A poem by Fannie Isabelle Sherrick

I would not ask thee back, fair May,
With all your bright-eyed flowers;
Nor would I welcome April days
With all their laughing showers;
For each bright season of the year
Can claim its own sweet pleasures;
And we must take them as they come--
These gladly-given treasures.

There's music in the rain that falls
In bright October weather;
And we must learn to love them both--
The sun and rain together.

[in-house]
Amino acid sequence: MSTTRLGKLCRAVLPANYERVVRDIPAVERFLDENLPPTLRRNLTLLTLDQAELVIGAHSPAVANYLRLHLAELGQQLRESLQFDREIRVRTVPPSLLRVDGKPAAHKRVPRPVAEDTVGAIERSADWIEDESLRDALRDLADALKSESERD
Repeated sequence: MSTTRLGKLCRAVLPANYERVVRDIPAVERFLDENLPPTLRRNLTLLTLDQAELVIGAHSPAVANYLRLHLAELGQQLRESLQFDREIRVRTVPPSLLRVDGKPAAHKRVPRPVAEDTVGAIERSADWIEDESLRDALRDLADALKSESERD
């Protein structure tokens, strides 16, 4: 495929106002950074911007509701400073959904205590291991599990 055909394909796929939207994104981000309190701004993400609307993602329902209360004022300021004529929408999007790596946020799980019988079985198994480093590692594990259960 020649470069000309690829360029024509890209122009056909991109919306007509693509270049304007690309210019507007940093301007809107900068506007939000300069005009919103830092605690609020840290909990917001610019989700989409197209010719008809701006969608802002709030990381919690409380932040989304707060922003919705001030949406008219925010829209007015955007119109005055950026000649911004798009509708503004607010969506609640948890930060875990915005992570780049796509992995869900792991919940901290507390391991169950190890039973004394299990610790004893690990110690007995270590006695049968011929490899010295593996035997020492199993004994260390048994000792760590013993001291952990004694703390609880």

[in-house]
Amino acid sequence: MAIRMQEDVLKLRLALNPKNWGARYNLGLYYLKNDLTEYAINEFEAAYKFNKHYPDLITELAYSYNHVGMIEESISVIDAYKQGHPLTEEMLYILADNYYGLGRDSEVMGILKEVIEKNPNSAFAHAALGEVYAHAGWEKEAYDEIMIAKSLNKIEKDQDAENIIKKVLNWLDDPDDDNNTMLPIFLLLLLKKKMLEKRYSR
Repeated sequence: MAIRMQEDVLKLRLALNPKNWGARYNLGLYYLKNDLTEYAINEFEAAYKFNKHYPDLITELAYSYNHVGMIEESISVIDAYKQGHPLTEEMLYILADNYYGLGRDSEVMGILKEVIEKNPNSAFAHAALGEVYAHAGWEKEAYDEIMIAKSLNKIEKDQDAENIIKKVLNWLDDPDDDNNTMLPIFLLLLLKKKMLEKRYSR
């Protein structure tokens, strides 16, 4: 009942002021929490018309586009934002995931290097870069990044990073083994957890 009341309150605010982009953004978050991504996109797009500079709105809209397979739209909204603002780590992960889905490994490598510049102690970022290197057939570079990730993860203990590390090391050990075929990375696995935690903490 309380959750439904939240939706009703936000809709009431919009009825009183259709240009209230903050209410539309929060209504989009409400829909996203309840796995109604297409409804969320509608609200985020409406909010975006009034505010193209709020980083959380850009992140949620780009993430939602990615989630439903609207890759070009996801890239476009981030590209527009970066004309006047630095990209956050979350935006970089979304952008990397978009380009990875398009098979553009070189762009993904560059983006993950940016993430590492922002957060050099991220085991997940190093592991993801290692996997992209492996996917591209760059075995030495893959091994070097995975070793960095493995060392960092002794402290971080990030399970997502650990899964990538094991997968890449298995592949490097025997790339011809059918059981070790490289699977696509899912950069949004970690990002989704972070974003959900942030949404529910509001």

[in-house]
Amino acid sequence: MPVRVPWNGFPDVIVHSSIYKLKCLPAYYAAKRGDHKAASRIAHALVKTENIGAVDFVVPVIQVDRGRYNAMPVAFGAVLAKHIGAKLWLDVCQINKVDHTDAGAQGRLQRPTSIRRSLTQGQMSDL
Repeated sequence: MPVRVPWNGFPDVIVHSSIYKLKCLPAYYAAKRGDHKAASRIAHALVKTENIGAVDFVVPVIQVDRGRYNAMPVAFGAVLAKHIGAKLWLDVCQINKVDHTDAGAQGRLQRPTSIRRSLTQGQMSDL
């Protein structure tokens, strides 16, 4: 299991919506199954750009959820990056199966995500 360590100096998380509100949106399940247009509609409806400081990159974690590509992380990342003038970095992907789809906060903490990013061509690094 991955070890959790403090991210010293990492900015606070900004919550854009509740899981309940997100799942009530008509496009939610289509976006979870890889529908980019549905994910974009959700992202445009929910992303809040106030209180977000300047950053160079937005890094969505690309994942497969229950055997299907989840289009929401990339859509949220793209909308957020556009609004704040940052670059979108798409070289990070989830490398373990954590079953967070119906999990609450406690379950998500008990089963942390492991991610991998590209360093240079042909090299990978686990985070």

A mist is 'round the mountain-tops
Of gold-encircled splendor;
A dreamy spell is in the air
Of beauty sad and tender.

The winter hath not wooed her yet,
This fair October maiden;
And she is free to wander still
With fruits and flowers laden.
She shakes the dew-drops from her hair
In one swift, golden shower;
And all the woods are filled with light
That gilds each autumn flower.

But soon the frost-king's icy breath
Will chill her laughing beauty;
And she will waken in the dusk
Unto a sterner duty.
Ah! life is full of days like these,
Of days too bright to perish;
Yet death, like winter, claims too oft
The things we most would cherish.

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